I. The Mystery of the Third Planet (1981)
Based on a book Alice’s Travel by Kir Bulychev, The Mystery of the Third Planet was directed by Roman Kachanov and tells of the interplanetary travel of one spacecraft on board of which there are: a ten year-old girl Alice, her father biologist Professor Seleznev and their friend mechanic-pilot Captain Green. Their goal is to collect some rare animals from other planets to take them back to Earth, but they become unwittingly entangled in the web of machinations perpetuated by one evil person who randomly kills off rare birds-chatterboxes on other planets. At the heart of this mystery is also the disappearance of two legendary Captains, Kim and Buran.
The trio of adventurers in this story seem to complement each other perfectly: young and carefree Alice can be said to represent optimism, hope and “the future”; her father Professor stands for objectivity and neutrality, as well as “the present”; and the mechanic Green is the very definition of pessimism, and, arguably, “the past” (i.e. he is the most cautious person from the trio of friends and, undoubtedly, learnt that cautiousness from past mistakes). In their journey to collect rare animals and solve the mystery of the Captains, our heroes also tour the Two Captains planet and save a colony of robots from “an epidemic”. Humour and wit abound in this animation that has plenty of eccentric characters, the most memorable of whom is probably Gromozeka, whose forms were allegedly inspired by a tin can. French animation Fantastic Planet (1973) and Yellow Submarine (1968) may have provided a starting point or some influence on the Russian animators too who came up with some vivid lifeforms existing on other planets. Thus, apart from birds-chatterboxes that constantly repeat what they have heard before, we are also introduced to invisible fish, flying cows, flowers-mirrors and entities that take the form of the very last thing they “saw”. In sum, there is an Alice in Wonderland wonder permeating this film, and the memorable soundtrack only enhances the viewing experience.
Roman Kachanov was considered one of the very best Soviet animators and is also known for such work as Cheburashka (1971) and The Mitten (1967). There is a reason why 48-minute long The Mystery of the Third Planet has gathered such a huge cult following in Russia. Even if some aspects of the drawings could have been better, the animation is still an exciting inter-planetary adventure with an intelligent script, and plenty of funny moments and witty one-liners that virtually every Russian person now knows by heart or has heard at some point. 8/10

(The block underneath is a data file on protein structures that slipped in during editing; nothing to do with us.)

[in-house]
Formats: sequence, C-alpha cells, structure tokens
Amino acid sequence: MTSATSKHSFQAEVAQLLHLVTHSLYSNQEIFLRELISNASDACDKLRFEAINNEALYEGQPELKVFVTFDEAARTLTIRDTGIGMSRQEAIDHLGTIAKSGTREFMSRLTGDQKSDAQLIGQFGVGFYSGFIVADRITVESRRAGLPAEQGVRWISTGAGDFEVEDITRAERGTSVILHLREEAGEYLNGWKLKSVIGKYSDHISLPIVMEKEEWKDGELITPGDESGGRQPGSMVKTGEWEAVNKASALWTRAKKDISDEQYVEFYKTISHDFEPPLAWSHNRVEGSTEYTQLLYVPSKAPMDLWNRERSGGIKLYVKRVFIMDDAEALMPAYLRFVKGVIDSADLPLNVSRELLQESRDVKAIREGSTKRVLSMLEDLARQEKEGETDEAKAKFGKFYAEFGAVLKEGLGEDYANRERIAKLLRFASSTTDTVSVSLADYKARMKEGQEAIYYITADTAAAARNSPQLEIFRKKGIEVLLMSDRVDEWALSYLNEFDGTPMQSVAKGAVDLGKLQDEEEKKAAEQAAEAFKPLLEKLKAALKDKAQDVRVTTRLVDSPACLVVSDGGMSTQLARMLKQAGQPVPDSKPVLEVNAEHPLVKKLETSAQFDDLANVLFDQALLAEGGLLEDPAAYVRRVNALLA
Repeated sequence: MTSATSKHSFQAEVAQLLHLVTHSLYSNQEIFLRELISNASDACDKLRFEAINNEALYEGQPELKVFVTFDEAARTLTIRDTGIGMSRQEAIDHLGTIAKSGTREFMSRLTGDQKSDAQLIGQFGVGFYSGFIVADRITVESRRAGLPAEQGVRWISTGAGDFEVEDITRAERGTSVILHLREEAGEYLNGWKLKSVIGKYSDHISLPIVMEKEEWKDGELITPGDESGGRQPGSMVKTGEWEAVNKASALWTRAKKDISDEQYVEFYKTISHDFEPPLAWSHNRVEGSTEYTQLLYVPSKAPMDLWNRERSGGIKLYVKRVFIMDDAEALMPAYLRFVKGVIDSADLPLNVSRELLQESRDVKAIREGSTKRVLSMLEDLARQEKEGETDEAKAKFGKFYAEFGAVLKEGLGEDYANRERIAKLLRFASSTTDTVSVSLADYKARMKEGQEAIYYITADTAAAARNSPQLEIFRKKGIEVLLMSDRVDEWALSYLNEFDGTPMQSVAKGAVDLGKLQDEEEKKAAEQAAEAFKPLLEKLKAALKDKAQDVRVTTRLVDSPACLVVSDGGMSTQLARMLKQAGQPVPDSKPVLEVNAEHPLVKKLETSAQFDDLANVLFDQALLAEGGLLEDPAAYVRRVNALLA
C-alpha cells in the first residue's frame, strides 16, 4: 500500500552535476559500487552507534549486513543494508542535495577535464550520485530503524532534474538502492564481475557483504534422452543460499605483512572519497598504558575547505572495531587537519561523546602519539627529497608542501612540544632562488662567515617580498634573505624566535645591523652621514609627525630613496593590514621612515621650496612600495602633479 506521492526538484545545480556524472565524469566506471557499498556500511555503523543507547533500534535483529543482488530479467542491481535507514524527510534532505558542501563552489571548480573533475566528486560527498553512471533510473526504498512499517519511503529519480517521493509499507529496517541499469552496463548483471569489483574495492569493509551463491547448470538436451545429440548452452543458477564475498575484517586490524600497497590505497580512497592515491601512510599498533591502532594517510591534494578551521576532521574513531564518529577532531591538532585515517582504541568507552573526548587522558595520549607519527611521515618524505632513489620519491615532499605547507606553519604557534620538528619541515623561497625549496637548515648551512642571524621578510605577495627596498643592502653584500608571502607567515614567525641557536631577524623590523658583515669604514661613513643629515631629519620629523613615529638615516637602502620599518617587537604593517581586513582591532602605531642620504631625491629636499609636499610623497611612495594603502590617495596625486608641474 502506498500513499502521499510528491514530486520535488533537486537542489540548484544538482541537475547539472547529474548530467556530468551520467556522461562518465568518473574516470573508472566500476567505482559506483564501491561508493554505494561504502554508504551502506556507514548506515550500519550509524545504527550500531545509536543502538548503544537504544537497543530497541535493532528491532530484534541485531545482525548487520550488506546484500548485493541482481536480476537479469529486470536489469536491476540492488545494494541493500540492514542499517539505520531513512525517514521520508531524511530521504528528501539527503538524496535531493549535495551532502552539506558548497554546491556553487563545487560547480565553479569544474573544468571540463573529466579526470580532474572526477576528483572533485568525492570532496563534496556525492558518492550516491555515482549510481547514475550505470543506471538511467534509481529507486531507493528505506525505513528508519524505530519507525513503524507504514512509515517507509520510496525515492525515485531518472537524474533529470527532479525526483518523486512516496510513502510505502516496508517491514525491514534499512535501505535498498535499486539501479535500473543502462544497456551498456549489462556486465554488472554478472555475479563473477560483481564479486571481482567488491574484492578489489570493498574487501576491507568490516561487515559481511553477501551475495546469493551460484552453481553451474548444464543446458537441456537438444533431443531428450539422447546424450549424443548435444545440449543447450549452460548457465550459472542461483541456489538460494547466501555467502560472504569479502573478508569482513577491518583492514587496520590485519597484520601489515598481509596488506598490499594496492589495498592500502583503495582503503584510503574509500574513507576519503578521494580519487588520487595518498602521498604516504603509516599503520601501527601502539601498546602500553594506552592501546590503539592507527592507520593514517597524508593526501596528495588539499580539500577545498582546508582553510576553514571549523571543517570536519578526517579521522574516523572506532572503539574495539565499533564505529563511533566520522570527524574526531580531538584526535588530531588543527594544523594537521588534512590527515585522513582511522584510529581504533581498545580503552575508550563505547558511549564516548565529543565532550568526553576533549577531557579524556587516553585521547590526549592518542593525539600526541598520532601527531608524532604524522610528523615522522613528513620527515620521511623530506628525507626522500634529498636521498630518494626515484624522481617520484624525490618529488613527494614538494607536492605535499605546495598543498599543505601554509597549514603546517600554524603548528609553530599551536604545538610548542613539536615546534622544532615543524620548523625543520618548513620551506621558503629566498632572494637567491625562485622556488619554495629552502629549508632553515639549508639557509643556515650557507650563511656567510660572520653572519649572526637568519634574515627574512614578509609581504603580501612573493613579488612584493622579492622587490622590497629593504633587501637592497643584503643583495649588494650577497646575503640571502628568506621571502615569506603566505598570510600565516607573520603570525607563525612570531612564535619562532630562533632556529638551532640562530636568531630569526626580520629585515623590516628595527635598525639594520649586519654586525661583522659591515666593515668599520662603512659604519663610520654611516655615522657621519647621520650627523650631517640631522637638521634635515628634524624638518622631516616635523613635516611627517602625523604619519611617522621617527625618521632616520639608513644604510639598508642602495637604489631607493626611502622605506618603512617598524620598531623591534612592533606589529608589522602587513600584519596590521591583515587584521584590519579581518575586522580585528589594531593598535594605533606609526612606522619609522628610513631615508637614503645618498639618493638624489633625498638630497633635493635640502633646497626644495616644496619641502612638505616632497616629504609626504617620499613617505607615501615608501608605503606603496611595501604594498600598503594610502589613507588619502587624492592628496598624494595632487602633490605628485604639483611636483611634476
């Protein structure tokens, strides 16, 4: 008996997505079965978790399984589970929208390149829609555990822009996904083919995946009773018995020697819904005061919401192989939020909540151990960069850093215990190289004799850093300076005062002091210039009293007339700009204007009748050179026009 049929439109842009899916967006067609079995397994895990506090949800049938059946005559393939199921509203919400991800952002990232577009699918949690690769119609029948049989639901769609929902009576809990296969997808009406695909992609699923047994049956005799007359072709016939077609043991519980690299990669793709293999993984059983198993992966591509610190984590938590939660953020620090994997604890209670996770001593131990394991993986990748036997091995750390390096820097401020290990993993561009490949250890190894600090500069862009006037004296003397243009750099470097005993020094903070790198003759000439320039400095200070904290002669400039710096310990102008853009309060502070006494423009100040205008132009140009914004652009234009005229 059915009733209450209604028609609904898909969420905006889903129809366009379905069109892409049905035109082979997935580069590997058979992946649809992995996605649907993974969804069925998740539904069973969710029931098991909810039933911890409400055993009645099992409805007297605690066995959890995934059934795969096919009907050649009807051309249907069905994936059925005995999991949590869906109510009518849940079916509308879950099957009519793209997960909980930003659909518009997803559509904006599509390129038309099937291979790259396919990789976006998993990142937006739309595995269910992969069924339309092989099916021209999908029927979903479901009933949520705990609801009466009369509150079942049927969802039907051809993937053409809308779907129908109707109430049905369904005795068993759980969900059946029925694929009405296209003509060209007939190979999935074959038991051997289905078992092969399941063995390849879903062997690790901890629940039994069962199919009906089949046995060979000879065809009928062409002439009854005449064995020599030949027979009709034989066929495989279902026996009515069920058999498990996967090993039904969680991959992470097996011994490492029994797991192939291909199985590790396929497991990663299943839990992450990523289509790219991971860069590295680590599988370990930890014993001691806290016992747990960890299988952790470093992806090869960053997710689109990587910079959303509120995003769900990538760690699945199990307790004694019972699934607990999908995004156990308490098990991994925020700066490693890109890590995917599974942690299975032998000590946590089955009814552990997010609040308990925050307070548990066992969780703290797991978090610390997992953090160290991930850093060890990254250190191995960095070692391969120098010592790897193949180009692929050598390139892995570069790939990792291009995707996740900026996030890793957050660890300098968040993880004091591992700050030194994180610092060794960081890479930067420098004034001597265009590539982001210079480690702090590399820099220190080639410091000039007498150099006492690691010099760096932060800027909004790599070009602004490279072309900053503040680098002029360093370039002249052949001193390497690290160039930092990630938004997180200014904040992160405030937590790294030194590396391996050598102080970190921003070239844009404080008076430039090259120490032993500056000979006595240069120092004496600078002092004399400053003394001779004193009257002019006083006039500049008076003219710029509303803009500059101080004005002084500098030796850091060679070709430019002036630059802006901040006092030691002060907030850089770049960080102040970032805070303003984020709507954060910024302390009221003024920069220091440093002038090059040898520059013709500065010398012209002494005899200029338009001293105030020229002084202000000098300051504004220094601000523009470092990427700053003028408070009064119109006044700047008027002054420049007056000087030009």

II. The Golden Antelope (1954)
Based on Indian folklore, this 35-minute long animation talks of a boy who befriends a special antelope capable of striking gold coins by her hoofs – the Golden Antelope. She is so special that one greedy rajah wants to capture her at any cost so that she can produce for him mountains of gold. The rajah decides to use the boy to get close to the antelope.
This beautiful animation was directed by Lev Atamanov, known for such animations as The Snow Queen (1958) and The Yellow Stork (1950). The Golden Antelope also has some notable similarities with another well-known Soviet winter animation – The Silver Hoof, based on Siberian folklore. That story talks of a special Silver Deer that is capable of producing gemstones under its hoofs.
Colourful and fluid, The Golden Antelope may be one of the most eye-catching Soviet cartoon creations with wonderful music. Its central message of respecting nature, treating everyone kindly and shunning greed (recalling Alexander Pushkin’s fairy-tale The Tale of the Fisherman and the Fish) all hit powerfully home. 7/10
III. Brothers Lu (1953)
This 30-minute animation adapts an old Chinese fairy-tale The Ten Brothers. Director Dmitriy Babichenko (1901 – 1991) directs this hand-drawn story which tells of three identical-looking brothers: one brother has an ability to control fire, another – an ability “to drink up” lakes, rivers and oceans (and fill them back in again), and the third – the ability to talk to animals and birds of all kinds. The three brothers are putting their gifts to good use by trying to help others in trouble, such as one old man who lost his coin in the sea and some birds who get in trouble as woodsmen are set to cut down their tree. However, the brothers may have met their match by encountering one ruthless mandarin.
The story is not altogether linear, but the animation seems well-made and has important lessons to impart: friendship and kindness will always triumph over avarice, evil and oppression. There is some irony to be found in the story too, especially when the old man insists that he wants his one bronze coin that he lost at sea and not a hundred gold ones that fish so painstakingly gathered for him from the sea-floor. Brothers Lu‘s music is lovely and the underwater scenery is memorable.
Brothers Lu seems that kind of an animation that was made with love, and its messages do come through: one must always remember that his or her actions may have immense consequences for others and one must always be considerate and show empathy. The importance of helping others is another theme. By sharing their talents and skills people may achieve great results and be, indeed, unstoppable. 6/10
For my other mini-reviews of Soviet/Russian animations, check out The Little Humpbacked Horse (1947), The Scarlet Flower (1952), The Snow-Maiden (1952), The Twelve Months (1956) and Thumbelina (1964).